Next week we'll look at this mystery project and I'll tell you what went right and what went WRONG.  In the meantime I've added a place for you to put in your email address and receive notification when the next post arrives. (I would never sell it - promise.)  Love to hear from you, so comment away!  Thanks, Debbie

Saturday, March 11, 2017

Remember this little snap wallet?  (See last post) I bought a set of colorful plastic snaps which came with the tools to set them.  It was simple and fast!  Now I want more projects that need snaps.  Here's a picture of the set below.  Honestly, they saw me coming - I love sets of colored things; pens, pencils, crayons, beads, whatever. It comes with a little awl which was great for placing the hole.  The set is a little short on instructions but one of the reviews suggested clipping off the very tip of the button shaft that pokes through the fabric for the best result and I did do that.  The snap doesn't feel flimsy or cheap and has a very satisfying SNAP!

It's called OUNONA 360pcs T5 Snap Button Plastic with Snaps, Pliers, and Organizer Storage Container. I found it on Amazon.

This was Week 6 of the Sewcial Bee Sampler Sew-A-Long and here's my block:

There's not as much contrast as I would like to see but I'm happy with the bunnies and bunny eggs. You can view lots of other blocks on Instagram #Sewcial Bee Sampler.  You can enter the Giveawy on Maureen Cracknell's blog through the weekend.

Middle of last week, I read an article about laser markers and how simple it was to add one to your machine.  The $6.99 price tag seemed really reasonable.  However, should you want to do this here's my experience.  The idea was that the device could be attached to the face of my sewing machine and draw a bright laser line right down the 1/4" line or in a direct line with the needle to make sewing a straight line easier.  Ordered the device which arrived in a couple of days from Harbor Bay.  Headed out to the sewing machine.  And presto! there was the line in just the right place.

At this point I look up and notice that the place I need to attach it to the machine is right over the front of the thread take up lever slots which on my machine go all the way up the front  to the top.  See below:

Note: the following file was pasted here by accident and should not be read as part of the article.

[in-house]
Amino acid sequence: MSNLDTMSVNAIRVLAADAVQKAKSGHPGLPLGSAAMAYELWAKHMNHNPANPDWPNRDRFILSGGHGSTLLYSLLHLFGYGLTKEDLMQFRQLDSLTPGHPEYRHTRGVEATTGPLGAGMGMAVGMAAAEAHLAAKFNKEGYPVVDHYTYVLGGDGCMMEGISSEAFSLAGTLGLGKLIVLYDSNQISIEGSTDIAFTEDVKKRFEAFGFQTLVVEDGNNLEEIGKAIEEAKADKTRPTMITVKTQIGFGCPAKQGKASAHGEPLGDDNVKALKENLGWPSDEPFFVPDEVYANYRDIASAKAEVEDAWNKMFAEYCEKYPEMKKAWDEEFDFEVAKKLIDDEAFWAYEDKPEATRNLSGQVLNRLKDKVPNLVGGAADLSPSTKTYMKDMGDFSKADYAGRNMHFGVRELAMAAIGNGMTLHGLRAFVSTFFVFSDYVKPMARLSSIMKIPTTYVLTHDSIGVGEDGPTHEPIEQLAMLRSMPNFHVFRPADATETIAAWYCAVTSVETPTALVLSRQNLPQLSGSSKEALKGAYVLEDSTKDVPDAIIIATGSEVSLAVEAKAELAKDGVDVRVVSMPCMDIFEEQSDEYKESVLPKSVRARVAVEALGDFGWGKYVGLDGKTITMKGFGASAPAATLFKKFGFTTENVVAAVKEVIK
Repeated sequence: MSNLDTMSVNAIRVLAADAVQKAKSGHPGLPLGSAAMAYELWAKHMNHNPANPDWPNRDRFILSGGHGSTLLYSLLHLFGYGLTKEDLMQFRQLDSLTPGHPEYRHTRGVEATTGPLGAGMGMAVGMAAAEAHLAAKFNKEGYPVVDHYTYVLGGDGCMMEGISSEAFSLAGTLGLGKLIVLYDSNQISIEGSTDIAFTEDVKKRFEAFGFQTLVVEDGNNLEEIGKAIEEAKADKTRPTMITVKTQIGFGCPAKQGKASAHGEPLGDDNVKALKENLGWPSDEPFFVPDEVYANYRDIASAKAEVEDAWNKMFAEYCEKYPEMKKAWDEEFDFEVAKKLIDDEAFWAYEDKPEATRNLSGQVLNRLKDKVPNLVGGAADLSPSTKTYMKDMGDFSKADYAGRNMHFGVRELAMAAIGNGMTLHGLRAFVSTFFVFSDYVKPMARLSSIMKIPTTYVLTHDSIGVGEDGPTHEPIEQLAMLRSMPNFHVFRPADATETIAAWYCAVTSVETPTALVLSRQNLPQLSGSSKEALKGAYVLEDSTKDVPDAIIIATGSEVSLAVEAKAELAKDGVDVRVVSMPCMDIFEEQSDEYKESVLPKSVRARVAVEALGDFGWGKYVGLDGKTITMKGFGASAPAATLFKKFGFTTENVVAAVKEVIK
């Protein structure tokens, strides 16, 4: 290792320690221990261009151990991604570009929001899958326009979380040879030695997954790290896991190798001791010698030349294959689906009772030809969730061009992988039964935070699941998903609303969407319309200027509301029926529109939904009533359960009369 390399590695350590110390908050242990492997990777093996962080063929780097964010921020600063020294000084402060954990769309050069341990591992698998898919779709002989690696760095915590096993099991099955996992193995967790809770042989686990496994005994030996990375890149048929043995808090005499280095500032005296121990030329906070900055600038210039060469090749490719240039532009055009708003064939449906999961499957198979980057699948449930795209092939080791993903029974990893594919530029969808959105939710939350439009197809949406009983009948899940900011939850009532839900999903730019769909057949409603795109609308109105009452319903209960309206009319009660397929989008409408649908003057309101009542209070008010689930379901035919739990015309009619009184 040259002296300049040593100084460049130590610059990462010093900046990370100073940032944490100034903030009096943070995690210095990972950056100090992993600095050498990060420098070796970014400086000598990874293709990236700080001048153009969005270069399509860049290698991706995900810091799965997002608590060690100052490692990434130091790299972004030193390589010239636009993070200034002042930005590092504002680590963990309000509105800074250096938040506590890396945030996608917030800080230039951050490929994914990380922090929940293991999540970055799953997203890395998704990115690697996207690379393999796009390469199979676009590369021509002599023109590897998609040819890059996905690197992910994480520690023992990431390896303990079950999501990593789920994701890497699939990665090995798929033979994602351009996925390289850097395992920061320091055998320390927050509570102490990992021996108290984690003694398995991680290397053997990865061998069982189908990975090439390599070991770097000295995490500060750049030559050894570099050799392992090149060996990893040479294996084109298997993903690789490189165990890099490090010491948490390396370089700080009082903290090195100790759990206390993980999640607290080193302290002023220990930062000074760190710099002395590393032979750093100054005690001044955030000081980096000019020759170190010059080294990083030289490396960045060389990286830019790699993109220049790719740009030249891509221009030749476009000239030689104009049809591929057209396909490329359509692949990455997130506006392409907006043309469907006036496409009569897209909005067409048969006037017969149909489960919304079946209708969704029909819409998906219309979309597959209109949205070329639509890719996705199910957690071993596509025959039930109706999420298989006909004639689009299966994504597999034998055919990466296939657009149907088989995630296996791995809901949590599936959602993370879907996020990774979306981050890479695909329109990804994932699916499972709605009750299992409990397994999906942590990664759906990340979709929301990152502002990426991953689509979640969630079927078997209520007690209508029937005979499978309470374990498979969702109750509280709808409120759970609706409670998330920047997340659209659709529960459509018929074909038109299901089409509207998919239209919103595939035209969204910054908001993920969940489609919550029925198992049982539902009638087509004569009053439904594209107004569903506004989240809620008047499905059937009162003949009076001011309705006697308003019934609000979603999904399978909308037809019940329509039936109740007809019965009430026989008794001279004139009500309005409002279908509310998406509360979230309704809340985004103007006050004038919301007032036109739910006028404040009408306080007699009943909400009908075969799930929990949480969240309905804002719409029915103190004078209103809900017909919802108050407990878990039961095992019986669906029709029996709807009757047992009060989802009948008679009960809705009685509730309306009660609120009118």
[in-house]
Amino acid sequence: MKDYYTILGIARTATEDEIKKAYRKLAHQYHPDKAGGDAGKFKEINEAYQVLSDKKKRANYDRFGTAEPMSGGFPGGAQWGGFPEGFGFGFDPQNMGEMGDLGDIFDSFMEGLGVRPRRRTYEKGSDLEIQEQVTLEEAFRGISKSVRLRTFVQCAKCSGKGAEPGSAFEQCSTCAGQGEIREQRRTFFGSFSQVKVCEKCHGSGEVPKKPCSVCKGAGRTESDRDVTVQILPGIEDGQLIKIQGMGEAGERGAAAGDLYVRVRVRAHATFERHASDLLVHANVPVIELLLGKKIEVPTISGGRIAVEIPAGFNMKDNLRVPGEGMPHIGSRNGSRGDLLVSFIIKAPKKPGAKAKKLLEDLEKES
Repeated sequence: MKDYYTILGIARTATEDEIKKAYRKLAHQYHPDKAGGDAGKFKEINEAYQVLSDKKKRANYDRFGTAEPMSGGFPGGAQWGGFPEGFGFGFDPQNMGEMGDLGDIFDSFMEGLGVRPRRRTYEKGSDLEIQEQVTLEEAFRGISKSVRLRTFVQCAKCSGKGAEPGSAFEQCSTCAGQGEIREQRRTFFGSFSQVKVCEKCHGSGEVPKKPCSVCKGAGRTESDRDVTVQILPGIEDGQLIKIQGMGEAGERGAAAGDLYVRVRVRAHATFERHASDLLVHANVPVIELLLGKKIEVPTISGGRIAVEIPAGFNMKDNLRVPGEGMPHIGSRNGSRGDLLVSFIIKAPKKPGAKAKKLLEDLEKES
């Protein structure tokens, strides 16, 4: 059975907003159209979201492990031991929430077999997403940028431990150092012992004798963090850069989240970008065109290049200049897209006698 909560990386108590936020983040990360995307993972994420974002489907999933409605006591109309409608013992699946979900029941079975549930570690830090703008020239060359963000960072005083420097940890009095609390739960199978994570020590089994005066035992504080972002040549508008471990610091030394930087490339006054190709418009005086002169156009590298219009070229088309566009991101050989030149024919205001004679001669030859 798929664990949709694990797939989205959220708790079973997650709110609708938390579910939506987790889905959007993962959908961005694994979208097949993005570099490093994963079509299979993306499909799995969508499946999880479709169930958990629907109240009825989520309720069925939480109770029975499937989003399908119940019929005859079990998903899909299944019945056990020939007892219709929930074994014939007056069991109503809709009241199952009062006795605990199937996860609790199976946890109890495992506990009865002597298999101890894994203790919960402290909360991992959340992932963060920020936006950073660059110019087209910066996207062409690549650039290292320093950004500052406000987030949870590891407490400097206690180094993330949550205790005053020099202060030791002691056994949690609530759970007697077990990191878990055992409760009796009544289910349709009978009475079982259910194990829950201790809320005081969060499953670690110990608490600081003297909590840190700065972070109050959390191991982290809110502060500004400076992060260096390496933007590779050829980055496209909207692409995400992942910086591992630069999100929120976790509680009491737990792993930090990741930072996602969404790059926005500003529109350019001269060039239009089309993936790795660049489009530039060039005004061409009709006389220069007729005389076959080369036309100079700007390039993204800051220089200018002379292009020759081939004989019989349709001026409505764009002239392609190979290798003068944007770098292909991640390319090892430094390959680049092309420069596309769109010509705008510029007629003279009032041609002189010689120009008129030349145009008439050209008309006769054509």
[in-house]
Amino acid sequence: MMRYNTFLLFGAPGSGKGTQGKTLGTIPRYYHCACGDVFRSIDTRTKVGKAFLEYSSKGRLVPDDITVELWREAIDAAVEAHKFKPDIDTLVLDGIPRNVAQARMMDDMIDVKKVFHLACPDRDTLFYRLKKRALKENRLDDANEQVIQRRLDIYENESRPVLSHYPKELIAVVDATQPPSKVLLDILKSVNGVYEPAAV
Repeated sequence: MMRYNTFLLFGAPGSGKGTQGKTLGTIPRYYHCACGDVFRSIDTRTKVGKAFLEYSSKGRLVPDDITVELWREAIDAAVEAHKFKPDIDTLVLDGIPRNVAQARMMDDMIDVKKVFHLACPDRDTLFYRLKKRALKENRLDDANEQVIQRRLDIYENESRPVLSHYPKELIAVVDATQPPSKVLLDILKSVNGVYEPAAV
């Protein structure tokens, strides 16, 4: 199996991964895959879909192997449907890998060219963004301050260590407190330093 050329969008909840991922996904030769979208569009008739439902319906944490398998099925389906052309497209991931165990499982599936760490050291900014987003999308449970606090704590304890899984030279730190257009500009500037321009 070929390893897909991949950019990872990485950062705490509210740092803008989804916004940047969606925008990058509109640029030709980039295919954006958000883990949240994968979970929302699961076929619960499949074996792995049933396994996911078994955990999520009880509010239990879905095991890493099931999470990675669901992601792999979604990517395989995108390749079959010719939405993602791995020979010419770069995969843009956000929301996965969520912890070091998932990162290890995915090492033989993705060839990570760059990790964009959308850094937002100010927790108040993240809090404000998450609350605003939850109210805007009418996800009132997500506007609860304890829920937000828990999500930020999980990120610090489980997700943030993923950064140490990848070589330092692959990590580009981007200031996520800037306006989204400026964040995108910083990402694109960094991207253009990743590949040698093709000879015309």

Not being able to thread the machine can seriously impede your sewing!  Obviously, I should have looked before I leaped.  Thankfully, adding Washi tape to extend the 1/4" line is working just fine. And aren't the swans cute?

In a brighter turn of events I found a cute, FREE pattern for a Hanging Tissue Holder at the Coats & Clark site.  The pattern is pretty simple, uses scrap pieces and a swivel latch hook.

Essentially you fold the pieces and weave them together. Create a tab for the latch hook and sew on the back piece.  Turn it inside out and load up a purse size packet of tissues.  I'm attaching mine to my Sunday School bag since Sunday School is where I always need and never have a tissue.

That's it for this week.  I'm going to try some straight line quilting next week on a real project for the first time.  For me, nothing creates a curve faster than trying to sew a straight line.  Hope you have a great week.  Debbie

Saturday, March 4, 2017

Hi Again, this week has flown by and amid all the busy-ness I did get a couple of things finished.

First, there's Block 5 of the Sewcial Bee Sampler Quilt.  This was a little more challenging than the block Maureen and Sharon showed us, but I really wanted to add some fussy cuts to the centers of some of the blocks.  So instead of using multiple center patches and sewing straight seams, I had to set this block into the middle.  I had read how to do it and remembered seeing it on some television show many years ago, so I winged it.

But I think the finished block was worth it.  I really like the fussy cut and and the whole Easter theme of this quilt.  I keep reminding myself that the Sew-a-long won't be over until August but right now I'm loving the Spring feel of it and the soft colors.

The "side" project I did this week was a tutorial Caroline shared on SewCanShe earlier this week.  It's a Mini Card Wallet by Susie at Loganberry Handmade .  It is really easy to follow the instructions. The main reason I wanted to try it was I found some snap buttons left over from my father-in-law's hobby days and this project uses a snap.

So I started off fine...

Steel Essex Linen on the outside, denim colored cotton lining, and batting.  I also made the Bias Binding thanks to another tutorial from Susie; also a first time experience.  Again, her instructions were great!

Everything was peachy!  I took a TV break (oh, and lunch) to hand sew the binding down and then went back to the sewing room to tackle that snap. (Susie has a tutorial for that, too!)  However, it was then I discovered that the Snap Buttons Bob had were intended for leather and were way too tall to work on this little wallet.  Looks like I'm going to log back onto Amazon and find smaller snaps.  I'll let you know how it goes next week.  Until then have a great week.